) -- Rumors of
looking to acquire
may have been laid to rest -- for now -- and readers of
are glad about it.
Reports began circulating on March 15 that
Peet's and Starbucks recently held talks to discuss a potential sale. Details remained limited but Starbucks CEO Howard Schultz has indicated the Seattle coffee giant would look to make an acquisition, likely sometime this year.
"Though there have been no reports of any formal announcements regarding any merger or acquisitions from either companies, the analysts and industry sources claiming familiarity with Starbucks anticipate the takeover of the Emeryville, Calif.-based Peet's specialty coffee retailer and roaster by Starbucks," noted Zacks Equity Research last week.
We asked readers to voice their opinions on whether a Peet's buyout by Starbucks was a good idea, and voters overwhelmingly agreed that no, Starbucks should continue to concentrate on growing its single-serve presence and focus less on store growth.
A total of 61.2% of the 605 ballots voted no, while just 38.8% voted in favor of the acquisition, agreeing that Starbucks' takeover of Peet's would allow it to further dominate the in-store coffee market.
On March 23 at Starbucks' annual shareholder meeting in Seattle, the rumor of a Peet's takeover seemed to be laid to rest when the company denied such notions, saying that any speculation it might announced an acquisition of Peet's was wrong.
It didn't appear that any of the comments posted at the end of our
poll were in favor of a Starbucks-Peet's takeover, though a number of readers were clearly opposed.
said, "I want Peet's to maintain its own identity, not be a sub-brand of a huge company."
asserted that Peet's "do not have the fast food mentality. They are superior and know their coffee. I will switch to shipments of Kona coffee to my house and call it quits," adding that "You can buy Peet's but Peetniks won't transfer over."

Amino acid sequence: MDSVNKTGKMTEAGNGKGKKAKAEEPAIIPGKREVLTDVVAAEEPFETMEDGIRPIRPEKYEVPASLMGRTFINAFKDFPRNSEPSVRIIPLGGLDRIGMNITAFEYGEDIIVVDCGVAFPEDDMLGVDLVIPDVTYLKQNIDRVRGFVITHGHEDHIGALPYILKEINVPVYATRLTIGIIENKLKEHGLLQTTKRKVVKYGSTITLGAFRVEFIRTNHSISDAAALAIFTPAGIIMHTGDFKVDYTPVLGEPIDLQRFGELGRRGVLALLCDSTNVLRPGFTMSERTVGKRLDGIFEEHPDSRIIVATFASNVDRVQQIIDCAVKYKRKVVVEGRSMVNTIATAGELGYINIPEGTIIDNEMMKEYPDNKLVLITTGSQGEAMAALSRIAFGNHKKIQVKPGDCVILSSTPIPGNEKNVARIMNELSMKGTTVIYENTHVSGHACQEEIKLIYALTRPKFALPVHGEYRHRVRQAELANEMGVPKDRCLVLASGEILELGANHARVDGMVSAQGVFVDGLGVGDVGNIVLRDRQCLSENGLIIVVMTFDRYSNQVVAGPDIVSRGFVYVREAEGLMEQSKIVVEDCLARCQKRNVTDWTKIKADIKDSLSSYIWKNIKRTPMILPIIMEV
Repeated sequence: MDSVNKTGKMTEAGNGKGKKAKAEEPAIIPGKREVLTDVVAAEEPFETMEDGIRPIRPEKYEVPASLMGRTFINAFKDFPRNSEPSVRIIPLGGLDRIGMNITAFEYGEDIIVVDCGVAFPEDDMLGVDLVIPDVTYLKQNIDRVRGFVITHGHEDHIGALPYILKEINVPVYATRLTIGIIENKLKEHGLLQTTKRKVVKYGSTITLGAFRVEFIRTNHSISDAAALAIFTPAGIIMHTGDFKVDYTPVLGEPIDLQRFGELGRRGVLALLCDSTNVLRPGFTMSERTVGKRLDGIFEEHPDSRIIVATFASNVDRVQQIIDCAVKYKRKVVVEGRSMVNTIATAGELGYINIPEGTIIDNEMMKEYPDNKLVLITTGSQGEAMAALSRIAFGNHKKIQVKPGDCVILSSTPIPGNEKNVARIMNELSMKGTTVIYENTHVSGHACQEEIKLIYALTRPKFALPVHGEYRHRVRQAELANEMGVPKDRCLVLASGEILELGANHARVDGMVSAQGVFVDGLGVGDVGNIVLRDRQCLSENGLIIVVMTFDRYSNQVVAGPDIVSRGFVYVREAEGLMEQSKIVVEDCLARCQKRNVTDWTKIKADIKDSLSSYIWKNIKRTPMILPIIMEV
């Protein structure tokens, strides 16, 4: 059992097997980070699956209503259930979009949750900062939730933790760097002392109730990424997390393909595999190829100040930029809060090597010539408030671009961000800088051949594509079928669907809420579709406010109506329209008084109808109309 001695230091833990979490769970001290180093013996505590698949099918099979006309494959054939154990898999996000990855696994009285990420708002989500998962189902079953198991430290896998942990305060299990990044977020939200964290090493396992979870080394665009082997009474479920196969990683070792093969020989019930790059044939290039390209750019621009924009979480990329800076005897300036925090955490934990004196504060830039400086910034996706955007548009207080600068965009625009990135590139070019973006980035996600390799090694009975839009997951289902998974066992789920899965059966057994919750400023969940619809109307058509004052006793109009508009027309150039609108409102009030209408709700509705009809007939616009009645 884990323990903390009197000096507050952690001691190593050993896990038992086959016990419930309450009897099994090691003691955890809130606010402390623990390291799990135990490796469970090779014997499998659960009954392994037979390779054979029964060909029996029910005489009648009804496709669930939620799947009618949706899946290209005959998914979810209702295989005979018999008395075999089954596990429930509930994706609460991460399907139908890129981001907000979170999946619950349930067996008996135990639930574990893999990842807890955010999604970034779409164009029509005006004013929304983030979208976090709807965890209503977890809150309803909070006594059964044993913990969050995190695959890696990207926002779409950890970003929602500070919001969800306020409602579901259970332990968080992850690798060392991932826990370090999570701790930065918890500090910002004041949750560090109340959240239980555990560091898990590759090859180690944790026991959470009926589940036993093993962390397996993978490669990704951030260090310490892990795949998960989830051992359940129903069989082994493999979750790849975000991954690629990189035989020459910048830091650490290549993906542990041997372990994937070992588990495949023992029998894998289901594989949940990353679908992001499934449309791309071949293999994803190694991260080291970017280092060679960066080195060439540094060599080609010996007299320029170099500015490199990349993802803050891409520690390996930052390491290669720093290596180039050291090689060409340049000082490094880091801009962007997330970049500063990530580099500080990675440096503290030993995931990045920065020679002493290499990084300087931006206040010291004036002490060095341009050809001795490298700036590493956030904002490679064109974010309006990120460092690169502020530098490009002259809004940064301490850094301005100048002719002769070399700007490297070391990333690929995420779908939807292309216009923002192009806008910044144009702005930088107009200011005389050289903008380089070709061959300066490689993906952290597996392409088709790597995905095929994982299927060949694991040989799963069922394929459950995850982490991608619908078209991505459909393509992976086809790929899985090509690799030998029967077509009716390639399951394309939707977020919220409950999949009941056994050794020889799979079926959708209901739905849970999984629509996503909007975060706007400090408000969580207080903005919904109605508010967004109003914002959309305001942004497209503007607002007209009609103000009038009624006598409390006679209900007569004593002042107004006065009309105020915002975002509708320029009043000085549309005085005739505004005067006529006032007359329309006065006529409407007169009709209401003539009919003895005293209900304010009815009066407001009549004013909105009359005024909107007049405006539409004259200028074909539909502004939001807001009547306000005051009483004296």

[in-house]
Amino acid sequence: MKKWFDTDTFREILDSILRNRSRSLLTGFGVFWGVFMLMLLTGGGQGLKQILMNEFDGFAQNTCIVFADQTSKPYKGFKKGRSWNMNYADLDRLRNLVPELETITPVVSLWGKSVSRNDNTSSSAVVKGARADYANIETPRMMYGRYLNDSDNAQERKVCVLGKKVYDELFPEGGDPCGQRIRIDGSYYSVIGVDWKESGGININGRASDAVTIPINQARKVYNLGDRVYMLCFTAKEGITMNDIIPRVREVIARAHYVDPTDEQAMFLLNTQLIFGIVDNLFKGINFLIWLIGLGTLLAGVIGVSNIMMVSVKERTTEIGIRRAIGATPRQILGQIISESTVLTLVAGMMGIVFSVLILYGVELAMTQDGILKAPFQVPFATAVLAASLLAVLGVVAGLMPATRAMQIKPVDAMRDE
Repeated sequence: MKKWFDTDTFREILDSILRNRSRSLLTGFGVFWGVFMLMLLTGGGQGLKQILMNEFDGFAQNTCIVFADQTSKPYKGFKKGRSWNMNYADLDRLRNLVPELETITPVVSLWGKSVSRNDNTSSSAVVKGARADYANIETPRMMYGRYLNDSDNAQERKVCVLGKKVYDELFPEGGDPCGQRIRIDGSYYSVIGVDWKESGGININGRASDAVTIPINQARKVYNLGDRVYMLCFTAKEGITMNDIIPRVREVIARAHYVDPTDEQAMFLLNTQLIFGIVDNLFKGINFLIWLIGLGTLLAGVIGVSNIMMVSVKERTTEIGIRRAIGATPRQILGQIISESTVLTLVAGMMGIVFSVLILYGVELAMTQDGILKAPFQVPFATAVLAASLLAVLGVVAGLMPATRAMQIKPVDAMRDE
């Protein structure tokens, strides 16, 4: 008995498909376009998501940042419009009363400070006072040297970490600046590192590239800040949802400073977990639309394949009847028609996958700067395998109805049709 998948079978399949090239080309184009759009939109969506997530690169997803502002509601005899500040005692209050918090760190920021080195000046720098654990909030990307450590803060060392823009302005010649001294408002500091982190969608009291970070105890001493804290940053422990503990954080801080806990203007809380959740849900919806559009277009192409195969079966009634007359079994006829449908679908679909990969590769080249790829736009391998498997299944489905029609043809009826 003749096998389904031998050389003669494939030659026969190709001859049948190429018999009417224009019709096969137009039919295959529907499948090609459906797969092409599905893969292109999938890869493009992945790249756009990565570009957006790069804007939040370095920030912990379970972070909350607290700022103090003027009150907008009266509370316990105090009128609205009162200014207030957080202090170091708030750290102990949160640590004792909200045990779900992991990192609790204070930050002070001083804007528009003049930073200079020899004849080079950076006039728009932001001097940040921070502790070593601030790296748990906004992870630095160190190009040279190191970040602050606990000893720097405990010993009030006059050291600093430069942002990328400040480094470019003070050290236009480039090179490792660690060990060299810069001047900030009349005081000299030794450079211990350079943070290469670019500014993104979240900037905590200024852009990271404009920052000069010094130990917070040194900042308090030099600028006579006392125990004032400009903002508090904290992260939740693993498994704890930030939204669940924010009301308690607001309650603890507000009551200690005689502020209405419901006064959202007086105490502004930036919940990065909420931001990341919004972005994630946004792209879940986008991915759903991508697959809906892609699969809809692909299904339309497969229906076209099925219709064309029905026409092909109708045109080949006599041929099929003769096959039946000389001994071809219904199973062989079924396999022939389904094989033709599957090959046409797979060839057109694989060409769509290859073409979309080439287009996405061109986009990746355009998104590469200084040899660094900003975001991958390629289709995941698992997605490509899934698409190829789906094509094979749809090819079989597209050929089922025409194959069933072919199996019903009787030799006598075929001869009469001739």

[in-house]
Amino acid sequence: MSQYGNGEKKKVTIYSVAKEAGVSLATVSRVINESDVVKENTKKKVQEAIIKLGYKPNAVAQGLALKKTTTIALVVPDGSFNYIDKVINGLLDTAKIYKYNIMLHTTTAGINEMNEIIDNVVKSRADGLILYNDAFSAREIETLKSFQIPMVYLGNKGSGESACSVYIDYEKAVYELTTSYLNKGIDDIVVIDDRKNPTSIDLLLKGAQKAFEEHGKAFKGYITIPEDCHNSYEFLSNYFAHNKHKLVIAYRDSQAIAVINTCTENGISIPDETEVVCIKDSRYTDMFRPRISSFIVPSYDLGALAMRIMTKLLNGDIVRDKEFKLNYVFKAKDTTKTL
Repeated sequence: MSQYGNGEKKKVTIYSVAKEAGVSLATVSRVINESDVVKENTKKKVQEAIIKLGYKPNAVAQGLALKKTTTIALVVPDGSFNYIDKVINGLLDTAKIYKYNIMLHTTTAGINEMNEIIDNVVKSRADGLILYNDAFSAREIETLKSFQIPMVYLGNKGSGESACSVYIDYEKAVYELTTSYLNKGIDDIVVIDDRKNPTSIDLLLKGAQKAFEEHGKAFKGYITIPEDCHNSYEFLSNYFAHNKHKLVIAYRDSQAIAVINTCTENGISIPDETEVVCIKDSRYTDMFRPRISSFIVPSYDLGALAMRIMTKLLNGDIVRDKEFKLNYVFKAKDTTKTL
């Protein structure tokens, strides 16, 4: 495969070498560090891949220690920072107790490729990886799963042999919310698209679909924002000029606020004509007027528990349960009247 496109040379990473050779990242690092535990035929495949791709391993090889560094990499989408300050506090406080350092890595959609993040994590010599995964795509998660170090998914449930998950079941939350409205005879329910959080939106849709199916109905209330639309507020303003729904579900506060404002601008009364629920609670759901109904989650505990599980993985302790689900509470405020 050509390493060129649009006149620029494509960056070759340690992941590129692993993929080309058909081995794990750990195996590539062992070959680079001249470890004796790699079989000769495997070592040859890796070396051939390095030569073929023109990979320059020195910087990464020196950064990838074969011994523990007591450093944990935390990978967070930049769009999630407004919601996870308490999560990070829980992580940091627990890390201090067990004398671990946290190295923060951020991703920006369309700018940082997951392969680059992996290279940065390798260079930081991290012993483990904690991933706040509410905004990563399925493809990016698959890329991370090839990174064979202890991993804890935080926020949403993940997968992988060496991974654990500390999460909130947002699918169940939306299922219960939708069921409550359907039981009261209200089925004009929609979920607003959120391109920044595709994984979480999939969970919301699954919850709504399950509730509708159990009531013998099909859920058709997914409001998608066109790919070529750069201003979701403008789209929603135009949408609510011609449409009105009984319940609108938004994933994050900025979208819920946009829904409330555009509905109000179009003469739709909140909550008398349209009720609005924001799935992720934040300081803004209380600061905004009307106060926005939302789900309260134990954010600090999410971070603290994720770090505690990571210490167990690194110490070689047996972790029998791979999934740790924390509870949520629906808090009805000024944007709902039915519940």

worried "how a mass distribution, along with Starbucks and Seattle's Best, could maintain the integrity Peetniks expect."
agreed that Starbucks should consider expanding through acquisition but had another target in mind: "Starbucks should expand beyond coffee. They should consider a company such as
was emphatic: "If the deal goes through, Starbucks will suck the soul out of Peet's and I will be switching to
," referring to an organic microroaster based in Brooklyn, NY .
Peet's shares remain around 13% higher than the opening price on March 15, the day takeover rumors first began in earnest. The stock had plunged 11.4% on March 10, the day
announced a deal in which Starbucks and Tazo tea-branded K-Cup portion packs will be available for Green Mountain's popular Keurig single-cup brewing systems later this year. Investors were clearly disappointed that Emeryville, Calif.-based Peet's had been left out of the profitable partnership.
Starbucks shares are down around 2% since then.
Peet's has said it would look to make a move into the single-serve coffee market, a growth area Starbucks also plans to penetrate, evidenced by its recently announced partnership with Green Mountain.
Peet's would be an attractive target for Starbucks, some analysts said, given its mature distribution network and premium pricing. The pair already shares some history, too; Peet's was Starbucks' original coffee bean supplier in 1971, according to the
"If Starbucks buys the coffee roaster, it can use Peet's relationships with major retailers, who will allow a "triad of premium brands" on store shelves, with Peet's offering super-premium, Starbucks as premium and Starbucks' secondary brand Seattle's Best Coffee positioned as "fighting" premium," Zacks noted.